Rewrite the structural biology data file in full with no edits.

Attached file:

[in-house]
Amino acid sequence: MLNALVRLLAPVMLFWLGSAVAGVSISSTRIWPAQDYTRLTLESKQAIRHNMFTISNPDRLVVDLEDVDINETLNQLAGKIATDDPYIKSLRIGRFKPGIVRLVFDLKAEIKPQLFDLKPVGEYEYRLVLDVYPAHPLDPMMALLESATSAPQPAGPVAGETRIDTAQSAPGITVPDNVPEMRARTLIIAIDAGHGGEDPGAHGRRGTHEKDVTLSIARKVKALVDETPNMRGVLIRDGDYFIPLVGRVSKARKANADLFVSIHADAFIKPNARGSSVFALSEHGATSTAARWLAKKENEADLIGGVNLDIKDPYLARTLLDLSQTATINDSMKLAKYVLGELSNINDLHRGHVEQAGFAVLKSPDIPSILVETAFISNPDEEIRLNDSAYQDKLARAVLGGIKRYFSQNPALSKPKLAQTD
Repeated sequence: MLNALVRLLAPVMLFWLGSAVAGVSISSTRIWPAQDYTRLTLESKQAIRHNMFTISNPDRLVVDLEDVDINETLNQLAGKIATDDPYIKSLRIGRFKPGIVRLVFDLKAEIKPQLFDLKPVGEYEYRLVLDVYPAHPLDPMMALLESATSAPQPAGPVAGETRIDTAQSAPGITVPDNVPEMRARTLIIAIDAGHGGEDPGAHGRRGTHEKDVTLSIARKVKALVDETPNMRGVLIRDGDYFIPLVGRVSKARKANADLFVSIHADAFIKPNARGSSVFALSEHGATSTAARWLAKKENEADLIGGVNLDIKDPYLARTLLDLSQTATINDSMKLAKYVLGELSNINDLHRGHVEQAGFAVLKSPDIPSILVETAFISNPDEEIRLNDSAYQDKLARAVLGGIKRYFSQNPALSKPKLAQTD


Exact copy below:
[in-house]
Amino acid sequence: MLNALVRLLAPVMLFWLGSAVAGVSISSTRIWPAQDYTRLTLESKQAIRHNMFTISNPDRLVVDLEDVDINETLNQLAGKIATDDPYIKSLRIGRFKPGIVRLVFDLKAEIKPQLFDLKPVGEYEYRLVLDVYPAHPLDPMMALLESATSAPQPAGPVAGETRIDTAQSAPGITVPDNVPEMRARTLIIAIDAGHGGEDPGAHGRRGTHEKDVTLSIARKVKALVDETPNMRGVLIRDGDYFIPLVGRVSKARKANADLFVSIHADAFIKPNARGSSVFALSEHGATSTAARWLAKKENEADLIGGVNLDIKDPYLARTLLDLSQTATINDSMKLAKYVLGELSNINDLHRGHVEQAGFAVLKSPDIPSILVETAFISNPDEEIRLNDSAYQDKLARAVLGGIKRYFSQNPALSKPKLAQTD
Repeated sequence: MLNALVRLLAPVMLFWLGSAVAGVSISSTRIWPAQDYTRLTLESKQAIRHNMFTISNPDRLVVDLEDVDINETLNQLAGKIATDDPYIKSLRIGRFKPGIVRLVFDLKAEIKPQLFDLKPVGEYEYRLVLDVYPAHPLDPMMALLESATSAPQPAGPVAGETRIDTAQSAPGITVPDNVPEMRARTLIIAIDAGHGGEDPGAHGRRGTHEKDVTLSIARKVKALVDETPNMRGVLIRDGDYFIPLVGRVSKARKANADLFVSIHADAFIKPNARGSSVFALSEHGATSTAARWLAKKENEADLIGGVNLDIKDPYLARTLLDLSQTATINDSMKLAKYVLGELSNINDLHRGHVEQAGFAVLKSPDIPSILVETAFISNPDEEIRLNDSAYQDKLARAVLGGIKRYFSQNPALSKPKLAQTD